Kim Jong-un's Aunt Now Missing From Photo

North Korea leadership portrait does not include wife of purged mentor.

ByABC News
December 17, 2013, 9:34 AM

SEOUL, South Korea Dec. 17, 2013— -- North Korea's military and political elite lined up in formation to swear fealty to its leader Kim Jong-un today as observers studied the position of top aides to see who survived the recent purge of Kim's uncle.

Kim's paternal aunt Kim Kyong-hui was not present at any of the events after her husband Jang Song-thaek, known to have been North Korea's second most powerful man, was suddenly purged and executed last week.

The aunt was reportedly in favor of her husband's ouster from the government. Jang has been charged of alleged drug abuse, womanizing, and treason by attempting to create his own powerbase within the regime.

"With Jang now out of the picture, North Korea is ready and set to go to start assembling people behind Kim Jong-un's sole and only leadership," said Park Chang-kwon, senior research fellow at Korea Institute for Defense Analyses in Seoul.

The occasion for the state photograph was commemoration ceremonies to mark the second anniversary of the death of Kim's father, Kim Jong-il.

Top officials sat with Kim on a wide stage at the Pyongyang Indoor Gymnasium with a huge portrait of Kim Jong-il behind them, heads bowed as the traditional North Korean funeral dirge played.

At several points during the speeches, all rose to applaud the "immortal and glorious exploits" of the late leader. Kim Jong-un, wearing a gray Mao suit, did not speak at the ceremony.

To the left sat the Politburo Chief and Vice Marshal Choe Ryong-hae representing the military, an obvious promotion from last year when he sat two seats away from Kim. Choe is believed to have fueled the purge of Jang Song-thaek and his supporters.

"Once more, our people's army is firmly determined to guarantee the victory of our great general's revolutionary cause," Choe said.

To the right sat Kim Yong-nam, North Korea's ceremonial head of state and the chairman of the Presidium of the Supreme People's Assembly.

Contradicting past assertions of unity and strength, North Korea has acknowledged its leadership had been roiled by a challenge by Kim's mentor and uncle after the 2011 death of Kim's father.

The acknowledgement of dissension and dangerous instability in the government has raised fears of what's ahead as Kim tries to revive a moribund economy while maintaining and advancing development of the country's nuclear arsenal.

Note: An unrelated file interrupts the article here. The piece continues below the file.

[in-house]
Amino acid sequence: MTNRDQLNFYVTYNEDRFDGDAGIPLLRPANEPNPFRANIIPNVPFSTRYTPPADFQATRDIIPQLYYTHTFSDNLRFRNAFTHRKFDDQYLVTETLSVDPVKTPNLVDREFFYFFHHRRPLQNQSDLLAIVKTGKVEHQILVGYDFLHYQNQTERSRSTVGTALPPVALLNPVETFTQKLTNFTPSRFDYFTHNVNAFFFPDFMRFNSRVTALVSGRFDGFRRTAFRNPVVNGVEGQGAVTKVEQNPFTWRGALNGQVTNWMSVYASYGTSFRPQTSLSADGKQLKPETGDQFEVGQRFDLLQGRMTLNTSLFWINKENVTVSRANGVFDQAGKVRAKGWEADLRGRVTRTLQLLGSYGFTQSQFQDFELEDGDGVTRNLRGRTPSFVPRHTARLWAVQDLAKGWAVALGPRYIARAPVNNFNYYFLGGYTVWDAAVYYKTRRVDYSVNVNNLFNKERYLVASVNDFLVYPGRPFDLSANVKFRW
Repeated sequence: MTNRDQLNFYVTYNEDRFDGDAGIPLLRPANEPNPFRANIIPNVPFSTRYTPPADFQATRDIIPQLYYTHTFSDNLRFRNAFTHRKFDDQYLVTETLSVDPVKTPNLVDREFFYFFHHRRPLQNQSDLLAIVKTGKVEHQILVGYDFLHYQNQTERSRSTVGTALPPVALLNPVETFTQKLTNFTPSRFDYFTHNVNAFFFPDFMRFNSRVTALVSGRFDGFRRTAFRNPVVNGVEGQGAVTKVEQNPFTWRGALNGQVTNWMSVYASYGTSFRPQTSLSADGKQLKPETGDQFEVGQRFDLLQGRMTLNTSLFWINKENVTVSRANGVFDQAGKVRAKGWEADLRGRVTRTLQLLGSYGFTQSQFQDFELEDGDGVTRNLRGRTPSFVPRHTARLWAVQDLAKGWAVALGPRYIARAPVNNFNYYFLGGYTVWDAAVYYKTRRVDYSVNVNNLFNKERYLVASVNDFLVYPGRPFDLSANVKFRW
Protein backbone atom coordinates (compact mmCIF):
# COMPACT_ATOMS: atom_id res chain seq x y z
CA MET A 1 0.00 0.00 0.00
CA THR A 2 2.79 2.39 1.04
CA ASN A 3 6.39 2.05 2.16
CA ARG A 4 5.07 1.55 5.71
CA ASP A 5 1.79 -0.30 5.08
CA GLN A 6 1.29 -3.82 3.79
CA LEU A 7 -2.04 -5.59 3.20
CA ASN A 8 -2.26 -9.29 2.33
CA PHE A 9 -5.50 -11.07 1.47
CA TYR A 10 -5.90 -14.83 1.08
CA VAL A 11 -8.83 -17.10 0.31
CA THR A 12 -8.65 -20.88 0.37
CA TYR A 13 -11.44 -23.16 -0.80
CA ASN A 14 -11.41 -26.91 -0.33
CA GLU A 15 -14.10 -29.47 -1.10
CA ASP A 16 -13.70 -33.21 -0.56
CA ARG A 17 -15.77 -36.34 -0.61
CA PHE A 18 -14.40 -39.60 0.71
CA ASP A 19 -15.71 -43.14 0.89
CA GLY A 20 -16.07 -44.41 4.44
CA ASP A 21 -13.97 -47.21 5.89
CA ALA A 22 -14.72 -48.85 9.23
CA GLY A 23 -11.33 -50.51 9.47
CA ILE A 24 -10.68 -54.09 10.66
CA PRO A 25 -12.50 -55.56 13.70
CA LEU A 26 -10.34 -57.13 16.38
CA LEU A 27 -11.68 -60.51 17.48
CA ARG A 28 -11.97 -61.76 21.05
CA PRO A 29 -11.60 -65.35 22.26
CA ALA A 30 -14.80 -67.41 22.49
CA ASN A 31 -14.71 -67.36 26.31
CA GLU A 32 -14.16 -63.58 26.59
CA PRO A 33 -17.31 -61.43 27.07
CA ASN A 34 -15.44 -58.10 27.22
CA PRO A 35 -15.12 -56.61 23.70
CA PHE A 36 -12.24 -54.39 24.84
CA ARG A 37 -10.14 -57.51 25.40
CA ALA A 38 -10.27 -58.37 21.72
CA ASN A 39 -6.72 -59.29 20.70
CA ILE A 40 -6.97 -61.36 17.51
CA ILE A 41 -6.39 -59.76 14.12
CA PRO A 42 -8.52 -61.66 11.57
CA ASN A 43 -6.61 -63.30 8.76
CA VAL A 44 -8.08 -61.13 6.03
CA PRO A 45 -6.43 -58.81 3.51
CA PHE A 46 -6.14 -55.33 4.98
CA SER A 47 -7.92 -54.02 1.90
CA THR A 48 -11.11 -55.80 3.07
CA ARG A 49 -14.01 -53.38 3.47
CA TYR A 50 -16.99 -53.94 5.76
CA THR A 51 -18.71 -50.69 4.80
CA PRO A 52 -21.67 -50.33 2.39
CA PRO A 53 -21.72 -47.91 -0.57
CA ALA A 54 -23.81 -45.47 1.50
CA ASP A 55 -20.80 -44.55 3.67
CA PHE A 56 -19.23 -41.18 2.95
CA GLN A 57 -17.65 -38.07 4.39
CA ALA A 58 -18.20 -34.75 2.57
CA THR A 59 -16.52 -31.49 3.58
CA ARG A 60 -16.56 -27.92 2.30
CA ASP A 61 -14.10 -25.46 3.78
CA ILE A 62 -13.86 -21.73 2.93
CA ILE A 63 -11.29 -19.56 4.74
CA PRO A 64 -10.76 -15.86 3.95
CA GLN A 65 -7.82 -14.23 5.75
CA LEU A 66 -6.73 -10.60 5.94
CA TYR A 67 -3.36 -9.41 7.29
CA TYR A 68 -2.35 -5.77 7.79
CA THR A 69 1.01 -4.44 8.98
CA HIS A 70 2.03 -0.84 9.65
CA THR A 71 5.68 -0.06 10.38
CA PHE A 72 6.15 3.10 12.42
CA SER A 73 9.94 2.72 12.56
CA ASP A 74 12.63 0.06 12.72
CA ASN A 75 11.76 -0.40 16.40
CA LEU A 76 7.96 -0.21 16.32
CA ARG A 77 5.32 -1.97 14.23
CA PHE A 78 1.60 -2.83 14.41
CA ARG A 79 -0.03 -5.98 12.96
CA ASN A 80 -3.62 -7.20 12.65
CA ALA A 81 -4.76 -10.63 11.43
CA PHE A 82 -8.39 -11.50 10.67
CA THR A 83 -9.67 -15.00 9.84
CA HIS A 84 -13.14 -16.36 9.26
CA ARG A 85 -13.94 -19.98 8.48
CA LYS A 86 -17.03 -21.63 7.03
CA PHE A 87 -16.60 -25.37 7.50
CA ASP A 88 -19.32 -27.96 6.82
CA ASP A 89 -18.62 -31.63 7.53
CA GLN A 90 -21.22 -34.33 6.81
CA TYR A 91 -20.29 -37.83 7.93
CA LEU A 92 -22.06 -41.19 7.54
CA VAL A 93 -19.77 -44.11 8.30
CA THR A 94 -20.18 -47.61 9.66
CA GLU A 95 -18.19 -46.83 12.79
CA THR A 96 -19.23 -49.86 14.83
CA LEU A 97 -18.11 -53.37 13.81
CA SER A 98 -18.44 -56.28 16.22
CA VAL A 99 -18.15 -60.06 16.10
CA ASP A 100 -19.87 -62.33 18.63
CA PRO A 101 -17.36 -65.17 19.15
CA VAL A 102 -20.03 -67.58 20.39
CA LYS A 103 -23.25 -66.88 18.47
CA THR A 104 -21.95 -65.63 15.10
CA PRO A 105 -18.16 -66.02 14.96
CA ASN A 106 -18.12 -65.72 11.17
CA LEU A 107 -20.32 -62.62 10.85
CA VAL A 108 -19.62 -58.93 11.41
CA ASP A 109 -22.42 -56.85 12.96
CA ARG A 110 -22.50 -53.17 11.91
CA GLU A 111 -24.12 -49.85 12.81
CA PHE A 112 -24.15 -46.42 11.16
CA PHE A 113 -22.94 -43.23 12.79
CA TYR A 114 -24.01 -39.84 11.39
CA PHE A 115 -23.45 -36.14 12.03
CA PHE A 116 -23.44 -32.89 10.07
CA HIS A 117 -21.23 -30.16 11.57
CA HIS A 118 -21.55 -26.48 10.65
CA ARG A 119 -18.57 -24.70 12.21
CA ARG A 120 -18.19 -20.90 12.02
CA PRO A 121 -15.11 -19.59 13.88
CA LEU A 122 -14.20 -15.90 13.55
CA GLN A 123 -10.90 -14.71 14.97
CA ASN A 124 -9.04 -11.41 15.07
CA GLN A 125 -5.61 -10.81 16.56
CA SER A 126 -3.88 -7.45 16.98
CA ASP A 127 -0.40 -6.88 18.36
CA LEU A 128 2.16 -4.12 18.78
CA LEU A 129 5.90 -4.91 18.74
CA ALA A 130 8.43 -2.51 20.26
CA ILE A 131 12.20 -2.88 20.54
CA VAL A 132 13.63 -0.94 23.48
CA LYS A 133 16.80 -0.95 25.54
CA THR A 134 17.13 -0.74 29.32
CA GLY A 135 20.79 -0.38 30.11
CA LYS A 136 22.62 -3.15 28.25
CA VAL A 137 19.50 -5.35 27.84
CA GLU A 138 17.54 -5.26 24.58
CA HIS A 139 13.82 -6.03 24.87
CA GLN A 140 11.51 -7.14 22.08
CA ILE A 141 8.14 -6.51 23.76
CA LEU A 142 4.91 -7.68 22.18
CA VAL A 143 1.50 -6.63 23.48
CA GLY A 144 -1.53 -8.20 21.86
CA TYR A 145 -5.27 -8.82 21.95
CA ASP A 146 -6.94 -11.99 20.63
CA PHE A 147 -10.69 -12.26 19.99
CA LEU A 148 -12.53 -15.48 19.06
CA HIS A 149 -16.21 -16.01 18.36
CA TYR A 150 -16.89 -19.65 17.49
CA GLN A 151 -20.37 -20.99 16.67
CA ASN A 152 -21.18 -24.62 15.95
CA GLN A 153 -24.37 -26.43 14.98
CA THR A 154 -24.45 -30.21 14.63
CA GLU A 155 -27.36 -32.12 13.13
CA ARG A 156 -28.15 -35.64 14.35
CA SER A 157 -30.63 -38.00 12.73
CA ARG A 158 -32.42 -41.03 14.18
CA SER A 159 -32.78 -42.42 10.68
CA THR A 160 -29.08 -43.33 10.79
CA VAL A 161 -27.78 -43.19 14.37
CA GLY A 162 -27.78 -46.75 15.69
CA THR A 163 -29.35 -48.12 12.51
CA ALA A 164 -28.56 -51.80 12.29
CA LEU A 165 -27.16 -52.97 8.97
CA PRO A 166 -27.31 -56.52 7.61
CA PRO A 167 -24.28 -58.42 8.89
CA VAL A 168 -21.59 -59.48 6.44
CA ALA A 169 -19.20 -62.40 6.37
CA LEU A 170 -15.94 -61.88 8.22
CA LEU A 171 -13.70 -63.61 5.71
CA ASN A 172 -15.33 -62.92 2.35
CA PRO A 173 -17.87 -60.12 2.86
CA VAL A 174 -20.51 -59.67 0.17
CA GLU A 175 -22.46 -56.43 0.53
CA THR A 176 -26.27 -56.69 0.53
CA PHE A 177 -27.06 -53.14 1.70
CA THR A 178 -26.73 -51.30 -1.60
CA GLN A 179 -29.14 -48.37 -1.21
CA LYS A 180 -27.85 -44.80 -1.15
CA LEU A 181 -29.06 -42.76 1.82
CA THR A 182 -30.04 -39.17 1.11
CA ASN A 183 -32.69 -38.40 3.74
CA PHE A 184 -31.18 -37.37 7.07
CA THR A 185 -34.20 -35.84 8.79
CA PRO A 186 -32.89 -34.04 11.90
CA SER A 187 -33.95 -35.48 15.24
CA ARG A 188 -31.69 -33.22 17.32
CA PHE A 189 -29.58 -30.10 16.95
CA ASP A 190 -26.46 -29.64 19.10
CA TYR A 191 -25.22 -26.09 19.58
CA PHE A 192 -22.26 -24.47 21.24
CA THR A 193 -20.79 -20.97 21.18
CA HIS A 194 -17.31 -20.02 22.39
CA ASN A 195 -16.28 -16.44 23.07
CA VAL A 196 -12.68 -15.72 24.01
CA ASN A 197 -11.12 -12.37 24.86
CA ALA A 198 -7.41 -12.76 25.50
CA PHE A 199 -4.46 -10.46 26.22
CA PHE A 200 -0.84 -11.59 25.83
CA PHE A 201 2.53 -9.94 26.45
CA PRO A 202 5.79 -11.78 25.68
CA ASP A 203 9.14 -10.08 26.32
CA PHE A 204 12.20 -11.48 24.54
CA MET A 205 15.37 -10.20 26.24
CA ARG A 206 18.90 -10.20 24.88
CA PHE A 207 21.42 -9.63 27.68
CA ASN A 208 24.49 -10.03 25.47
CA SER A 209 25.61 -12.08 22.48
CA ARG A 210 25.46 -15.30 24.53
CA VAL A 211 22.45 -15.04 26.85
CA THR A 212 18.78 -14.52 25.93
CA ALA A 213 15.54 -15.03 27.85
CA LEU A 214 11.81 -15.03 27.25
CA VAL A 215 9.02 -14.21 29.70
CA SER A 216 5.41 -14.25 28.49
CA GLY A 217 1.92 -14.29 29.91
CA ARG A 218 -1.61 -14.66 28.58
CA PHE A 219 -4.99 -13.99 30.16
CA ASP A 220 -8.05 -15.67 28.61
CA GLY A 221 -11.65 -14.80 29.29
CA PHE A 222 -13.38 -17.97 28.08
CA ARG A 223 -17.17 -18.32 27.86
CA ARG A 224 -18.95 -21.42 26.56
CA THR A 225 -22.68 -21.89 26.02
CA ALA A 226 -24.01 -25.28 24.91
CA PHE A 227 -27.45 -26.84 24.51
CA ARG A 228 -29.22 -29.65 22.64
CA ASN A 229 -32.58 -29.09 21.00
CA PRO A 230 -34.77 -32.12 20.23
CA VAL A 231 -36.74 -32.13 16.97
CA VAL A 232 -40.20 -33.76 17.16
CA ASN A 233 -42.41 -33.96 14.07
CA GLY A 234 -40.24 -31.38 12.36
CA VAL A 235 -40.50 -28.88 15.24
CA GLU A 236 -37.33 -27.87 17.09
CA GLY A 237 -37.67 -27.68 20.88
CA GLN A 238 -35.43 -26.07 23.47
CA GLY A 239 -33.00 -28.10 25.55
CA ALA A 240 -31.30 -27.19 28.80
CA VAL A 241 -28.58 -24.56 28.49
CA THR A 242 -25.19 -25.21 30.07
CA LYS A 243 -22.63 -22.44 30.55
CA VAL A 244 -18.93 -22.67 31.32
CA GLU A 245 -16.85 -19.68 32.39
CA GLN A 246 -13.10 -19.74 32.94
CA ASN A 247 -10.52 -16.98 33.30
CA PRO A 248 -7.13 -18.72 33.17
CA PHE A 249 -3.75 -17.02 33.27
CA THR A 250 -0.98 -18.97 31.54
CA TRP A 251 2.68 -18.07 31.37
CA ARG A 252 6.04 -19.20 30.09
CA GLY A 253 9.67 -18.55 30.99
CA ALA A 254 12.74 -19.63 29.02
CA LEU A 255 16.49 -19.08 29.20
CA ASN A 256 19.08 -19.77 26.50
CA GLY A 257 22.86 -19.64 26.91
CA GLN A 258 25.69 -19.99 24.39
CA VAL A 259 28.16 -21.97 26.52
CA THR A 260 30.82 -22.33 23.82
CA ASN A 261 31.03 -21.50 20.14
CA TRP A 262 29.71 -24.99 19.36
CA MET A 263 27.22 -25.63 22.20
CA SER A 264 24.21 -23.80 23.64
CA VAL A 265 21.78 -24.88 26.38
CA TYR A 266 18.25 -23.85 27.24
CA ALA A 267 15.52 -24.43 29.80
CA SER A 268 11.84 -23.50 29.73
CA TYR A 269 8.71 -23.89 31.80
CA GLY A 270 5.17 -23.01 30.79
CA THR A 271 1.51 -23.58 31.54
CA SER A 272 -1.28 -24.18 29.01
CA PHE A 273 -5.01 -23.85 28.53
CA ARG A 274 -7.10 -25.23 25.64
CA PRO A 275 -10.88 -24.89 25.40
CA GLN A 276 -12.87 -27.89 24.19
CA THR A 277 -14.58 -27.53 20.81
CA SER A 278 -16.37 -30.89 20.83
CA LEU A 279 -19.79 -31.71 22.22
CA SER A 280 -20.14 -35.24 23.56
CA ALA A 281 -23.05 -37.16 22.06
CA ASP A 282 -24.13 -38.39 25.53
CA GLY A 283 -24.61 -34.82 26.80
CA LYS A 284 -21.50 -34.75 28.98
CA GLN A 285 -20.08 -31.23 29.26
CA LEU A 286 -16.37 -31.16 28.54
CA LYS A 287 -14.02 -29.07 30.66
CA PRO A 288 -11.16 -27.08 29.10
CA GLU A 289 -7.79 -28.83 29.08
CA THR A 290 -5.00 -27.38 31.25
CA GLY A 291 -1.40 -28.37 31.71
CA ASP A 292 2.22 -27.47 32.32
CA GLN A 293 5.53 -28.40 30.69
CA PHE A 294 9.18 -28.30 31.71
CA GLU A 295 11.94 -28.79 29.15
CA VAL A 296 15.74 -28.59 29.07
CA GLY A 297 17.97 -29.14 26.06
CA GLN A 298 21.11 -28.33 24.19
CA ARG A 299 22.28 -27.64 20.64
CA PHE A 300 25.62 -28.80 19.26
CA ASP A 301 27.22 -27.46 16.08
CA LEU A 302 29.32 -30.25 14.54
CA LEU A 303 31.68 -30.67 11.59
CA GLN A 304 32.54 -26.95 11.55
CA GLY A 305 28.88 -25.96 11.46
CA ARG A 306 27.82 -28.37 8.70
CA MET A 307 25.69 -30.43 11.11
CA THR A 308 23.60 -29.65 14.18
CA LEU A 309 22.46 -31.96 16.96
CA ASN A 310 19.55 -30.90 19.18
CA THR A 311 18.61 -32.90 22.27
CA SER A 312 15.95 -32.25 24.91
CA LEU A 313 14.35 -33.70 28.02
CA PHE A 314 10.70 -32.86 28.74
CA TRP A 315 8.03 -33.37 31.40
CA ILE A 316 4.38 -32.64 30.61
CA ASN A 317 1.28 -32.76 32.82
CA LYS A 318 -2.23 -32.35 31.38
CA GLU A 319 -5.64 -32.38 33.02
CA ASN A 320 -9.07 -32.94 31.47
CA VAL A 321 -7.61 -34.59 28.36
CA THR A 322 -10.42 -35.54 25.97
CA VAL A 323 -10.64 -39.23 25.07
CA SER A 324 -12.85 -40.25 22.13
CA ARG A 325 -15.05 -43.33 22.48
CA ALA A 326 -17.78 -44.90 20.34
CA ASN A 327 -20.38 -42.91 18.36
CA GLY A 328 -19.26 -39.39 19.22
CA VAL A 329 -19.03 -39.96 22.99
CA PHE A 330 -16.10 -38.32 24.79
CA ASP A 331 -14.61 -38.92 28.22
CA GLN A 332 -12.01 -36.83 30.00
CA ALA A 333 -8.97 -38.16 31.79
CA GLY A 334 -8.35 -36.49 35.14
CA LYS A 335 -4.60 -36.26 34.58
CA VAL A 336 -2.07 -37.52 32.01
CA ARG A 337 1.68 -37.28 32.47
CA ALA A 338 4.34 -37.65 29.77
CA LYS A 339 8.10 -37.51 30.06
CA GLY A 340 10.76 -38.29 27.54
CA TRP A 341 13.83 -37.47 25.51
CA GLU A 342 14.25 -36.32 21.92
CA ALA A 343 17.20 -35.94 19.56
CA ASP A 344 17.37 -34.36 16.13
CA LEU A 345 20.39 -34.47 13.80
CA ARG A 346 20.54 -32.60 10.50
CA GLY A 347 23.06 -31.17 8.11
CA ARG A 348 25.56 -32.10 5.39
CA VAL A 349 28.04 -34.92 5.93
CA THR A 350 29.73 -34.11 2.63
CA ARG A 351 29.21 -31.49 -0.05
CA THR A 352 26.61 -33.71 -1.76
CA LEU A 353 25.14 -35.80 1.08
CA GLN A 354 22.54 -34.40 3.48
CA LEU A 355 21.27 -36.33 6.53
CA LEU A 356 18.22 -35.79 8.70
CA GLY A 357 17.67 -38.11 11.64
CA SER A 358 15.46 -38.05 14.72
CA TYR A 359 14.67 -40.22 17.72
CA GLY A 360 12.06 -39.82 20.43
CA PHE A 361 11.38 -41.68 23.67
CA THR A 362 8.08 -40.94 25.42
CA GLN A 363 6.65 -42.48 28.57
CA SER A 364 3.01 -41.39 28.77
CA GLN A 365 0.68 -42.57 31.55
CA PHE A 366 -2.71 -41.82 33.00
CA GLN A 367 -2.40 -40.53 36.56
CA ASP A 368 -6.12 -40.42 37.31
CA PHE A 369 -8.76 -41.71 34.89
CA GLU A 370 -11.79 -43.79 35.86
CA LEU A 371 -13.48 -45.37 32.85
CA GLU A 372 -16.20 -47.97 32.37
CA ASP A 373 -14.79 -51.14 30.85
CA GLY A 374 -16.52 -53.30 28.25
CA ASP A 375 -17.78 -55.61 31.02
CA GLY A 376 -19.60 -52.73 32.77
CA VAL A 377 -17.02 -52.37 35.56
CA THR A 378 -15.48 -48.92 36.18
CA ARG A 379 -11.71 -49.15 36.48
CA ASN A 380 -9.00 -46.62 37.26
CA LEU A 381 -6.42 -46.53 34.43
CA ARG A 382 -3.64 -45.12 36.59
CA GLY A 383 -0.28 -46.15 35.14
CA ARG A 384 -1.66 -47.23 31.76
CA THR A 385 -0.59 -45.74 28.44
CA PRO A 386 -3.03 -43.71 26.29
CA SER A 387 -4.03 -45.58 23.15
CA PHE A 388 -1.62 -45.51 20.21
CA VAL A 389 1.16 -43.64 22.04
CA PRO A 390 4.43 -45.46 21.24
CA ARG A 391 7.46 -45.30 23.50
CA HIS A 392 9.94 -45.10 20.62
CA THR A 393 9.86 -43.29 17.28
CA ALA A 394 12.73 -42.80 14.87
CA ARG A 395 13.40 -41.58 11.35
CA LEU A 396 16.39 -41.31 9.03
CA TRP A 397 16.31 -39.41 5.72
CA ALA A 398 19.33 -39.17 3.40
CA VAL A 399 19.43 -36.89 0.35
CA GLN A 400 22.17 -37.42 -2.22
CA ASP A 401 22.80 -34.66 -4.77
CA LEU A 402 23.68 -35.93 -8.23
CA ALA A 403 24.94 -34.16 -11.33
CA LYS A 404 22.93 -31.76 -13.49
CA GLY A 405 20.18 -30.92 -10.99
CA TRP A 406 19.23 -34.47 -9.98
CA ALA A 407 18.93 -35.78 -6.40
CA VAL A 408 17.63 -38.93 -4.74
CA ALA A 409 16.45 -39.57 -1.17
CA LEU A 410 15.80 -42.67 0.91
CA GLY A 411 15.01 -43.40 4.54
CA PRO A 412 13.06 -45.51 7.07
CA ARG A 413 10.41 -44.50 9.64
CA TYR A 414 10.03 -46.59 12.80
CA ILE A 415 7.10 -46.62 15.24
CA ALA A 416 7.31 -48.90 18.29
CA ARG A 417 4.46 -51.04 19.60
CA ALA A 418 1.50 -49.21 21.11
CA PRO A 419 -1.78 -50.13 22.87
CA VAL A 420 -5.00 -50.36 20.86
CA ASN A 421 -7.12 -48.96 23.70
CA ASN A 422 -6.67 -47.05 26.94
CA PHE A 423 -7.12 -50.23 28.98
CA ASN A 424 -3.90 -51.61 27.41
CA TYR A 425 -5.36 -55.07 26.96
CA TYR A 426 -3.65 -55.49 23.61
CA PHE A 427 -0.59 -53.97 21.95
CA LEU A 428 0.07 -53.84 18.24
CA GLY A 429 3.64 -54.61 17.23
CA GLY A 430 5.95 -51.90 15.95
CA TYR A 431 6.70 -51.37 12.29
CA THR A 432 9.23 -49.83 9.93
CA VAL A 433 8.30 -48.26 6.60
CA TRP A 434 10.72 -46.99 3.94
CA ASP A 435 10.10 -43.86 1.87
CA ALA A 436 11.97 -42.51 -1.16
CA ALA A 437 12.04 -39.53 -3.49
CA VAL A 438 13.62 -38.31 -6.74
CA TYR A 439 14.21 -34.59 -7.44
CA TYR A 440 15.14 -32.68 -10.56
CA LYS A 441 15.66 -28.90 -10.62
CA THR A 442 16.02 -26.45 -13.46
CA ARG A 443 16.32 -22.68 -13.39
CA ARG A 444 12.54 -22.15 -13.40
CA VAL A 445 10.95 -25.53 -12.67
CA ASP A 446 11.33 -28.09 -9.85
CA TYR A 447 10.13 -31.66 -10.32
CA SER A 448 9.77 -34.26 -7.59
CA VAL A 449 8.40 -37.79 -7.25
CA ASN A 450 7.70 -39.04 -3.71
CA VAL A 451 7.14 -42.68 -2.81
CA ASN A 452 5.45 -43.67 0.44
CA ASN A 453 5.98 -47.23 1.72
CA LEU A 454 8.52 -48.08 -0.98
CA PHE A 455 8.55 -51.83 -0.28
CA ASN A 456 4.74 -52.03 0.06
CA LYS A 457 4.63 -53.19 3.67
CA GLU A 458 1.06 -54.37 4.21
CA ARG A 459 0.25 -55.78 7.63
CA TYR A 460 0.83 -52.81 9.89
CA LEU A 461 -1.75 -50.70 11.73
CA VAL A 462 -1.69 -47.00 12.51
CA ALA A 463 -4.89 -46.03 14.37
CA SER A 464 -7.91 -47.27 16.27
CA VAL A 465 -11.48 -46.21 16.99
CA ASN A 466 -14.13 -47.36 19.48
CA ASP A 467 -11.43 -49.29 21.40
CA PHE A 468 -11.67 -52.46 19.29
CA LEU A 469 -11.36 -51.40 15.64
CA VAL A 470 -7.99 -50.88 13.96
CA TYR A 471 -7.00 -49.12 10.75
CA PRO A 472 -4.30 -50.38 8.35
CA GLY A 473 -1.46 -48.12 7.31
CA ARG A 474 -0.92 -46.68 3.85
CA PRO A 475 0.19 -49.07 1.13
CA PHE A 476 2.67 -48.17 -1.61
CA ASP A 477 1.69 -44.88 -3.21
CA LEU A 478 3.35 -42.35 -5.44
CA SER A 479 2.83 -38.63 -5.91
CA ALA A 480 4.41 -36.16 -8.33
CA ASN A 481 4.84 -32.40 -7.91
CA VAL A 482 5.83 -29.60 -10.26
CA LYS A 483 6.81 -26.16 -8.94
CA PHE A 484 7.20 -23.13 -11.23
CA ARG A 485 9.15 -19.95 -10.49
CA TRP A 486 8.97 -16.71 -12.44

On Monday, tens of thousands of people crowded Mansu Hill in Pyongyang, where there are two giant bronze statues of national founder Kim Il Sung and Kim Jong-il. A mass rally of the military was also held outside the mausoleum where the two Kims lie in state to swear allegiance to Kim Jong-un and the ruling Workers' Party.

North Korea watchers in South Korea remain wary of possible provocations by the North. Tensions exist here in Seoul for possible North Korean provocation.

"History shows that the North Korean regime tends to create a sense of insecurity in terms of national sovereignty at times of domestic turmoil," noted Koh You-hwan, professor of North Korean studies at Dongguk University in Seoul. "It's one of the most effective ways to control the masses and draw out loyalty to the nation."

"The execution of Jang could be the most important turning point to the North Korean regime since its foundation 68 years ago," South Korean Defense minister Kim Kwan-jin said at a military conference. "Possibility is high of a North Korean provocation sometime between late January and early March of next year."

Kim noted that the execution was to solidify Kim Jong-un's sole leadership but public dissatisfaction within North Korea will grow over the "politics of horror" in the long term. The regime then is likely to use the traditional strategy of cultivating a sense of insecurity by for example testing another nuclear bomb or test-launching missiles.

On Monday, North Korean military disseminated thousands of provocative leaflets towards Baekryong-do, a South Korean island situated close to the North-South border. The messages read "we are ready to strike at any time," "Baekryong-do will become a huge grave" and "Run away if you want to live."

South Korean Ministry of Defense is not taking this seriously though saying these leaflets are nothing new. The last one was in October 2012.

The Associated Press contributed to this report